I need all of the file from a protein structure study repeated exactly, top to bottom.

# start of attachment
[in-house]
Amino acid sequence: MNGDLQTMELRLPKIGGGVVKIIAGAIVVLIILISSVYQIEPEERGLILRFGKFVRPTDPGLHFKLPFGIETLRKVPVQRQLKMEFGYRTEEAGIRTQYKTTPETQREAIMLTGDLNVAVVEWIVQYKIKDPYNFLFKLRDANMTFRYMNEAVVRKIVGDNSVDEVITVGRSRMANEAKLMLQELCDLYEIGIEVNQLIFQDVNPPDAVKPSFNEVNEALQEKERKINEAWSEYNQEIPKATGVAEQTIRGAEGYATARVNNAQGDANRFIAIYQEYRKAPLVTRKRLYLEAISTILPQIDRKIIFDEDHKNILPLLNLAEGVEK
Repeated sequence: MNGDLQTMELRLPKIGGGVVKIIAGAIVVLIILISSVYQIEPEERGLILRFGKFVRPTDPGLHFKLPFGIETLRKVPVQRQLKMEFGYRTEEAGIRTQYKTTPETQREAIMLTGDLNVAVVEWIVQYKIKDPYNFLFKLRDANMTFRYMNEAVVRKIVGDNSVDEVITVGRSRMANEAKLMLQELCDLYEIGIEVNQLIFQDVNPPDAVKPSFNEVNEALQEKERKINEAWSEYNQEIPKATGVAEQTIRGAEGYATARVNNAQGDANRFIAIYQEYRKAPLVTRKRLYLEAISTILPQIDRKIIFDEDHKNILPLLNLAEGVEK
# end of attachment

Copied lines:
[in-house]
Amino acid sequence: MNGDLQTMELRLPKIGGGVVKIIAGAIVVLIILISSVYQIEPEERGLILRFGKFVRPTDPGLHFKLPFGIETLRKVPVQRQLKMEFGYRTEEAGIRTQYKTTPETQREAIMLTGDLNVAVVEWIVQYKIKDPYNFLFKLRDANMTFRYMNEAVVRKIVGDNSVDEVITVGRSRMANEAKLMLQELCDLYEIGIEVNQLIFQDVNPPDAVKPSFNEVNEALQEKERKINEAWSEYNQEIPKATGVAEQTIRGAEGYATARVNNAQGDANRFIAIYQEYRKAPLVTRKRLYLEAISTILPQIDRKIIFDEDHKNILPLLNLAEGVEK
Repeated sequence: MNGDLQTMELRLPKIGGGVVKIIAGAIVVLIILISSVYQIEPEERGLILRFGKFVRPTDPGLHFKLPFGIETLRKVPVQRQLKMEFGYRTEEAGIRTQYKTTPETQREAIMLTGDLNVAVVEWIVQYKIKDPYNFLFKLRDANMTFRYMNEAVVRKIVGDNSVDEVITVGRSRMANEAKLMLQELCDLYEIGIEVNQLIFQDVNPPDAVKPSFNEVNEALQEKERKINEAWSEYNQEIPKATGVAEQTIRGAEGYATARVNNAQGDANRFIAIYQEYRKAPLVTRKRLYLEAISTILPQIDRKIIFDEDHKNILPLLNLAEGVEK